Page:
Every parent has known the feeling. Sitting on the bench at a playground, you see some little snot nosed kid pushing and manhandling the rest of the toddlers. His mom is nowhere in sight and it takes all the restraint you find possible to keep from approaching him and reading him the riot act. Unfortunately, disciplining other people’s children is not an easy thing to do unless you are preschool teacher and many parents struggle to find the words and behaviors to deal with these situations. Help is on the way.
First of all, safety should always be at the foremost of your mind. If you are witnessing a child who is not only breaking rules, but also threatening the safety of your child or another’s it is your duty as an adult to step in. If the child’s mom or dad is in plain sight and seems to be noticing but ignoring the behavior, you may want to approach her first. Tread softly. Parents across the board can have pretty unbelievable reactions when another adult is perceived as “blaming” their child for bad behavior. This is partly due to embarrassment and probably also because this mom knows what a monster her child is and can’t find any productive way to deal with it. So you become the bucket to catch all that downhill running manure. Shrug it off.
When disciplining other people’s children, there is one rule that you must follow. No touch! You never place your hands on another child in effort to get their attention or so you can be sure that they you are getting through. Obviously, if this is a child that you care for often and are close friends or relatives with mom or dad – this rule can be broken. However, never place your hands on another child to pull them off a slide when they are blocking the path etc.
If you speak to other children as you do your own and lay down a level playing field of expectations many young children will catch on to this mom persona of yours and easily fall into order. If you notice something going on rather than point out a particular child, get the attention of the whole lot and ask “who knows the rules of the slide?” This way you help the children to focus on the positive and the rule breaker may more quickly take on the rules of game. As they begin explaining the rules, all the children will be eager to follow them. Generally speaking, children do want to please adults and they don’t want to be ripped from the playground because they are continuously hurting or bullying other kids.
The rules to disciplining other people’s children change drastically when these children are visiting your home. The rules of your house apply! If your children are older you can leave it up to them to keep the rules of the house. Just by threatening to intervene if they aren’t upheld can be exactly what it takes for your 12 year to admit they can’t drink all the sodas in the fridge or be on the phone after 9pm. When children come to your house, they should follow your rules. Lay them out immediately and anytime you notice one being pushed, don’t feel guilty about reminding them of the rules. After all, you would want your child to follow rules when they at someone else’s house. This includes manners. If your children say please and thank you and the rugrat from across the street doesn’t, remind him. You are doing him or her a great service. Consider that some parents don’t have any rules in their home either because they are lazy or just don’t care. Therefore your influence of rules and appropriate behavior will help them.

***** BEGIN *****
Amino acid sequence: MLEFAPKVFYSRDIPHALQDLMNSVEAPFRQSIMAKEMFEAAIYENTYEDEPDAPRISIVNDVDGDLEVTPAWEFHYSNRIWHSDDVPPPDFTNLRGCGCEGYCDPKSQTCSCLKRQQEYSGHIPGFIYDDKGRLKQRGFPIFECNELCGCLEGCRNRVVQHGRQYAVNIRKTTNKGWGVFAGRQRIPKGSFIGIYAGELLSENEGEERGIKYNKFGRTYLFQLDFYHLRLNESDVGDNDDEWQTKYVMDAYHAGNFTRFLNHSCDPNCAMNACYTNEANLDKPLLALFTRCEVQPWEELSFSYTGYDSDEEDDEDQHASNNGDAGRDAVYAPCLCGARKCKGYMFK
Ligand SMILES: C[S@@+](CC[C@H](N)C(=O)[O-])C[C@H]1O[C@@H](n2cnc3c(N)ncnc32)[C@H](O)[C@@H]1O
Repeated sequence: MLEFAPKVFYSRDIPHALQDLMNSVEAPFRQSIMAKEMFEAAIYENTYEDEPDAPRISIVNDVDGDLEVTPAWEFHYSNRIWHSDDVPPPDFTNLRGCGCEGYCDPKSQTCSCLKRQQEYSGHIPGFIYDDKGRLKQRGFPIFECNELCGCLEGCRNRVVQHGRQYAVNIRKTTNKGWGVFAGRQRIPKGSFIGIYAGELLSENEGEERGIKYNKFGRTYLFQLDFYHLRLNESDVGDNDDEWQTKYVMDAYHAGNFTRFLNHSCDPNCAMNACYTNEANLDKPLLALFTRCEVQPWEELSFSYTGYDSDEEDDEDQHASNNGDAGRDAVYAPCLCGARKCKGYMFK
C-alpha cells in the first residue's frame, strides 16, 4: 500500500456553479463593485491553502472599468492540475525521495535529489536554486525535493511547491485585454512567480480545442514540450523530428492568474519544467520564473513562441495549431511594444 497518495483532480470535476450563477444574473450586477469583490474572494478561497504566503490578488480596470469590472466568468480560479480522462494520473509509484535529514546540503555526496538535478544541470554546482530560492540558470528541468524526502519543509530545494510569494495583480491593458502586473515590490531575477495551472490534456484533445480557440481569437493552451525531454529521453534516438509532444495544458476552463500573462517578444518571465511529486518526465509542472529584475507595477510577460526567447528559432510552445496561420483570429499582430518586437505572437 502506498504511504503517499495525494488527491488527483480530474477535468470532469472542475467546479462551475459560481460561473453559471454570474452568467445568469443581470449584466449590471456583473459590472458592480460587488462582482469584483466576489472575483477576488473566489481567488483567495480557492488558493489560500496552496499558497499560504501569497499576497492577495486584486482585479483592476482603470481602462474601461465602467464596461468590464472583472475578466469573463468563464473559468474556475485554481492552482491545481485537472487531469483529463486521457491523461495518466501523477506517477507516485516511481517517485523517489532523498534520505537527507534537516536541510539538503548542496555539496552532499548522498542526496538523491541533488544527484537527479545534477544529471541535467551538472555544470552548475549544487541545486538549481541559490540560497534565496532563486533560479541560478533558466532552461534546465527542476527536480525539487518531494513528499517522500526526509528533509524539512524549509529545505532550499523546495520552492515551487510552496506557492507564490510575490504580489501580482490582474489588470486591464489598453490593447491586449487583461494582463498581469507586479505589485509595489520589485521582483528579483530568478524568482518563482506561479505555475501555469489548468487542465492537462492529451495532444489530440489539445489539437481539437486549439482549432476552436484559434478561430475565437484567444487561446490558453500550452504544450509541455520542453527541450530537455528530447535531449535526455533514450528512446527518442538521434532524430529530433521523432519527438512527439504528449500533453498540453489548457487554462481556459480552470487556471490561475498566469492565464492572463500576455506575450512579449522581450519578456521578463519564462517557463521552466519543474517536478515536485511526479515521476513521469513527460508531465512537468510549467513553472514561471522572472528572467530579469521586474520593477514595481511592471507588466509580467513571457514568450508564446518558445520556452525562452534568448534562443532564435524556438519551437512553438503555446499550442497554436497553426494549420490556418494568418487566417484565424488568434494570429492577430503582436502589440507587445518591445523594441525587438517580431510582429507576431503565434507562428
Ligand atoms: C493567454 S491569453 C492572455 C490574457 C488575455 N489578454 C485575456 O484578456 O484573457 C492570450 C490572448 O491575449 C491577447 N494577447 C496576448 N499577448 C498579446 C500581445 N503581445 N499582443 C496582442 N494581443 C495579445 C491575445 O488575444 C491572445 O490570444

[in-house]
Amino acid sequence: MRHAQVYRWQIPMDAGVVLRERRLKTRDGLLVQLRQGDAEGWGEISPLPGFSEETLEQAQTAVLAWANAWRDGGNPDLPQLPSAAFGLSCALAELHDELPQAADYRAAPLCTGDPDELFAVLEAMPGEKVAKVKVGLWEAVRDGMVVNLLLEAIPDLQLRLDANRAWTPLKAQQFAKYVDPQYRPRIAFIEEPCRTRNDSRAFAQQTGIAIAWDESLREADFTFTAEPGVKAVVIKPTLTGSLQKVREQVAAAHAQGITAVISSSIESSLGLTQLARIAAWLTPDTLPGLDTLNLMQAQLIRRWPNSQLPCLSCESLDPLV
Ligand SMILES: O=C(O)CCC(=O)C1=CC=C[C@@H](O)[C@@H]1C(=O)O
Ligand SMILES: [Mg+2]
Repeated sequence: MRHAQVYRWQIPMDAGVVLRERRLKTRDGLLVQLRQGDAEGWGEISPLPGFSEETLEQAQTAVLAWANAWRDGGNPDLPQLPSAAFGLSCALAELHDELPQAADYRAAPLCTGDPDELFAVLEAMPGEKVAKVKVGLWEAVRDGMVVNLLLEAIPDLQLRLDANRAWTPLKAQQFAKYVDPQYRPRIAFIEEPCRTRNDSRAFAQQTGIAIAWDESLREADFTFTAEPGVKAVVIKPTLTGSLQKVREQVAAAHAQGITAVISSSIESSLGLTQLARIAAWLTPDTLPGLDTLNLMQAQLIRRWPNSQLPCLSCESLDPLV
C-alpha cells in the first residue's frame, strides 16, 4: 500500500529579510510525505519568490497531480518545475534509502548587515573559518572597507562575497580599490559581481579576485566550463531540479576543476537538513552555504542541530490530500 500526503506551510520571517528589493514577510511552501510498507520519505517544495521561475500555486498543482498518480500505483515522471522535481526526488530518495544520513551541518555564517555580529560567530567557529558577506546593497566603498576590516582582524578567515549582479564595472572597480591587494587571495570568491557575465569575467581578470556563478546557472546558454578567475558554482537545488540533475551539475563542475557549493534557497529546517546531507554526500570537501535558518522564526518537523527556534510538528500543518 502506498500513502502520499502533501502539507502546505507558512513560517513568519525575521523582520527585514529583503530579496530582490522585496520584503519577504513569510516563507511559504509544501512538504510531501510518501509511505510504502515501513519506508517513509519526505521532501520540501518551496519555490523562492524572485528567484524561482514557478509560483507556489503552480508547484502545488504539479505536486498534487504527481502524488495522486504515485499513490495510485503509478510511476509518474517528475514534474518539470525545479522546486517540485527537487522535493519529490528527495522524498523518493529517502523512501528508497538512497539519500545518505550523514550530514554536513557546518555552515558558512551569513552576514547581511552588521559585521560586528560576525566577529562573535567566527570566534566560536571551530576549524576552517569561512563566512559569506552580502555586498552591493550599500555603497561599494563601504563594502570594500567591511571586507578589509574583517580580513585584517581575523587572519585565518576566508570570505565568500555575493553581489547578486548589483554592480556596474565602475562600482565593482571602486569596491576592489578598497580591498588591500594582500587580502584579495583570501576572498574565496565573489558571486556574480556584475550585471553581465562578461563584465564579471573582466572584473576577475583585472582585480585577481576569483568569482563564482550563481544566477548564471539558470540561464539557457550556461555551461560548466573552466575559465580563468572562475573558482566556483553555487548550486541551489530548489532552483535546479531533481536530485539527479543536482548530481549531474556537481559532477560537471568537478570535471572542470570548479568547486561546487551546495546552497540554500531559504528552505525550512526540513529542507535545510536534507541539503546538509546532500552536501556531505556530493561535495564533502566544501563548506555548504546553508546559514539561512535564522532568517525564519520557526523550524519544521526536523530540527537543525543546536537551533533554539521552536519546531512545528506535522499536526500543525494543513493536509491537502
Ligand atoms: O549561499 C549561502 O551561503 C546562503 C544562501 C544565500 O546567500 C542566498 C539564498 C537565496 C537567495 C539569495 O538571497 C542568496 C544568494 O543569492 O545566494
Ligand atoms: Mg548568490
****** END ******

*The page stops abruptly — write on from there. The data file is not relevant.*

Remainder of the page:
There is another side to disciplining other people’s children that you need to remain aware of. If you are at a school party with your child and her classmates, unless you are designated with authority, don’t use it. You will only make yourself look like an idiot. While most moms will encourage their friends or other parents to keep their child in line if need be, they don’t really mean it. Especially if they are standing right there. You can easily spot those moms where any form of discipline directed toward their child will not go over well and it is best to keep your distance and remove your child from the situation rather than cause a scene.
Disciplining other people’s children takes practice. When you learn to correct their behavior without sounding too authoritative or demanding, you can do it easily in almost situation you may encounter. Often, it is much better to just leave things alone unless the child in question is one that you are either in charge of or very familiar with. It does take a village to raise a child, however there are far too many parents out there that seem to have been raised by wolves and who become defensive and territorial even if your attempts are rightful and respectful.
That all being said; safety does come first! And it should. Anytime you witness something happening that could be dangerous or is hurtful it is your right, duty and responsibility to take control of the situation regardless of what the circumstances are. If you can use a hands free style of discipline and try to involve the other parent in a solution you will make much faster headway. Some moms go so far as to call other parents or set up meetings in order to settle discipline issues. This can lead to parental wars, hurt feelings and more often than not – doesn’t fix the situation at all. The call is yours to make. Realize that not every parent disciplines or enforces rules the way you do and even though you may think your style is perfection – it doesn’t mean other children are raised in that manner.